This isn’t just a social ill; it cuts against the freedom of everyone in the nation. When we are at one another’s throats it becomes difficult to think freely. Fear and hate grow like weeds—closing minds and creating violence in Muzaffarnagar, Delhi, Deganga and Gujarat. In such a climate of fear and hypersensitivity we cannot be free—in thought, in speech, or in deed.
Our forefathers were freer from these pressures. The enemy was the Crown, and all Indians were one. Muslims, Jains, Buddhists, and Hindus were united against the enemy, as were the north and south. Hindu girls would go to madrasas to tie Rakhis, something unthinkable today. Once we lost the greater enemy we fell back into petty differences. We have been unable to build a nation strong enough to supersede our differences yet—but the British enemy had.
All this communalism also strikes at our ability to choose an identity. When all the states, castes and religions are at one another’s throats they become much more insular. Before a man could choose his religion and live where he wished. Gandhi’s own son converted back and forth from Hinduism to Islam without consequence, and lived in several different parts of the nation. Now we have the Marathi Manoos trying to drive other races from Maharashtra, while Telangana has been carved out on the basis of caste. Religious groups see one another with suspicion, and often through a haze of violence. In this atmosphere, it is very hard to view other groups objectively—much less to join them.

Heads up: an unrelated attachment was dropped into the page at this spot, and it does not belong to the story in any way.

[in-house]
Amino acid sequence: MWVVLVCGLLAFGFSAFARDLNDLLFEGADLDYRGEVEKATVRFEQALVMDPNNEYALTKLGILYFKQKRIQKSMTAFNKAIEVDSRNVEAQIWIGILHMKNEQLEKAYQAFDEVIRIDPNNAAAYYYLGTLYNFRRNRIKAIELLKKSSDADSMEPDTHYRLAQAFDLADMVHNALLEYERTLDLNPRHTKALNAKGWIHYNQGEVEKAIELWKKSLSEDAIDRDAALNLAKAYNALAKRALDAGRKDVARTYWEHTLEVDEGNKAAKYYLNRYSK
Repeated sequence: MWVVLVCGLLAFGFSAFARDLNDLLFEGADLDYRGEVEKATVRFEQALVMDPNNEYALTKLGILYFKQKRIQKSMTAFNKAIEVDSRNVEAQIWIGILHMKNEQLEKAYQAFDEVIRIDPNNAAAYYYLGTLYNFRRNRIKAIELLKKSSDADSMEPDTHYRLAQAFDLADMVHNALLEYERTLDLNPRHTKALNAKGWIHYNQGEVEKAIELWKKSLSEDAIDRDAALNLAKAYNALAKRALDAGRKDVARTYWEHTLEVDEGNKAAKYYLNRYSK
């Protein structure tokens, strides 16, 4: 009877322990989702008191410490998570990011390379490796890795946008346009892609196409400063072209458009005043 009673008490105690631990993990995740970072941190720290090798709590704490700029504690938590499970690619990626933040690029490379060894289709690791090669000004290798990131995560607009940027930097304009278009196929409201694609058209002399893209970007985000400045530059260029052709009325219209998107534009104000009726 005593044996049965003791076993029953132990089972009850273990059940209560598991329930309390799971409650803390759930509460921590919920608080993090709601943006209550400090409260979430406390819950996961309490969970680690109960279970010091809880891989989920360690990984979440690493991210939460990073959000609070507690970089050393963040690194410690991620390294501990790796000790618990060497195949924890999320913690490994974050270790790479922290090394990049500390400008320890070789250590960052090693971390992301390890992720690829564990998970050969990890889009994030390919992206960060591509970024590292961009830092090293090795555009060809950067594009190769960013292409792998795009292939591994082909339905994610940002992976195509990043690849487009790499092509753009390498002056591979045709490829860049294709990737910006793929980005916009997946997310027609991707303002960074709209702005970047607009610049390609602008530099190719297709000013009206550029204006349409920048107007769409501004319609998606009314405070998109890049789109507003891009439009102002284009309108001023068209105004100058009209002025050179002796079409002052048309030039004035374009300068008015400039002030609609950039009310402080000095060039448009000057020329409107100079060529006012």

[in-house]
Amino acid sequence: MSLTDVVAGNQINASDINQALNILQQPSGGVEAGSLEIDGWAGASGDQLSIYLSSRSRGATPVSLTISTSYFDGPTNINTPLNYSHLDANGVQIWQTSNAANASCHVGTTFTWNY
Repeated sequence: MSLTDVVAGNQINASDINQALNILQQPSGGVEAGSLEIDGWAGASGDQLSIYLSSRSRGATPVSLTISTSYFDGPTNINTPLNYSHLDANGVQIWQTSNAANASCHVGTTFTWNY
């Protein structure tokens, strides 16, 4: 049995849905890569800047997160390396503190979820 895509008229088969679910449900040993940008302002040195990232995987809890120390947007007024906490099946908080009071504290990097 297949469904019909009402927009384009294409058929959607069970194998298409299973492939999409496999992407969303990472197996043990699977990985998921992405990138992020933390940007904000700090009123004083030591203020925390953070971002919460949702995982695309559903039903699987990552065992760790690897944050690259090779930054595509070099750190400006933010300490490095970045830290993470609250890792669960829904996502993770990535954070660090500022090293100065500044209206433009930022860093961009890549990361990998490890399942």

Then there is cultural freedom. Our rebellious ancestors were deeply rooted in tradition. Indeed what many were fighting for was our heritage and culture. Mangal Panday rose in mutiny over a violation of his religion. Bhagat Singh read Lennon and wore a hat; but he fought for Bharat, not India. Prashant*, a scholar explains: “Back then we were fighting for more than a subcontinent. We were fighting for a way of life, and the nation of Bharat.”
This isn’t to say that people weren’t learning from the west. Many reforms were spurred on by British sensibilities—like banning sati and allowing widows to remarry. Revolutionaries were open to western ideas, and adopted what they could. This was a time of intellectual growth and great freethinking—each was able to adopt and reform whatever aspect of eastern and western culture they wished. Brown sahibs and khadi clad warriors fought together against the Crown.